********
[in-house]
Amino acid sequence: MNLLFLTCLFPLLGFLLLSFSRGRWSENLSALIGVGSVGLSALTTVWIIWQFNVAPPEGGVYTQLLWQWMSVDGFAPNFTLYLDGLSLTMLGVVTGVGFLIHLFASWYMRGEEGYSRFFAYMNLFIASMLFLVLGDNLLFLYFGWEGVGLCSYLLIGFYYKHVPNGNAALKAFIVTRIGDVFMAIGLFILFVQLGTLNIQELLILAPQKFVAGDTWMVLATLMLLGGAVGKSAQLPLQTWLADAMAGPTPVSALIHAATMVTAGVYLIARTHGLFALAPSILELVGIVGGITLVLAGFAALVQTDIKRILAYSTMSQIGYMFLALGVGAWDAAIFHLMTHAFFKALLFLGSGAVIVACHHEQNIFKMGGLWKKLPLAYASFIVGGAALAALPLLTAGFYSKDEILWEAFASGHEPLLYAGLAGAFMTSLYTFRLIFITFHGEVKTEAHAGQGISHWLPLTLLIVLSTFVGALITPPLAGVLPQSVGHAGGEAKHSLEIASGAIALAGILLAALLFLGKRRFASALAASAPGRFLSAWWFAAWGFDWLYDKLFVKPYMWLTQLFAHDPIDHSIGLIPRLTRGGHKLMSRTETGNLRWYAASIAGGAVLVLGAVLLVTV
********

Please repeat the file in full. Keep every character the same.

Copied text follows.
[in-house]
Amino acid sequence: MNLLFLTCLFPLLGFLLLSFSRGRWSENLSALIGVGSVGLSALTTVWIIWQFNVAPPEGGVYTQLLWQWMSVDGFAPNFTLYLDGLSLTMLGVVTGVGFLIHLFASWYMRGEEGYSRFFAYMNLFIASMLFLVLGDNLLFLYFGWEGVGLCSYLLIGFYYKHVPNGNAALKAFIVTRIGDVFMAIGLFILFVQLGTLNIQELLILAPQKFVAGDTWMVLATLMLLGGAVGKSAQLPLQTWLADAMAGPTPVSALIHAATMVTAGVYLIARTHGLFALAPSILELVGIVGGITLVLAGFAALVQTDIKRILAYSTMSQIGYMFLALGVGAWDAAIFHLMTHAFFKALLFLGSGAVIVACHHEQNIFKMGGLWKKLPLAYASFIVGGAALAALPLLTAGFYSKDEILWEAFASGHEPLLYAGLAGAFMTSLYTFRLIFITFHGEVKTEAHAGQGISHWLPLTLLIVLSTFVGALITPPLAGVLPQSVGHAGGEAKHSLEIASGAIALAGILLAALLFLGKRRFASALAASAPGRFLSAWWFAAWGFDWLYDKLFVKPYMWLTQLFAHDPIDHSIGLIPRLTRGGHKLMSRTETGNLRWYAASIAGGAVLVLGAVLLVTV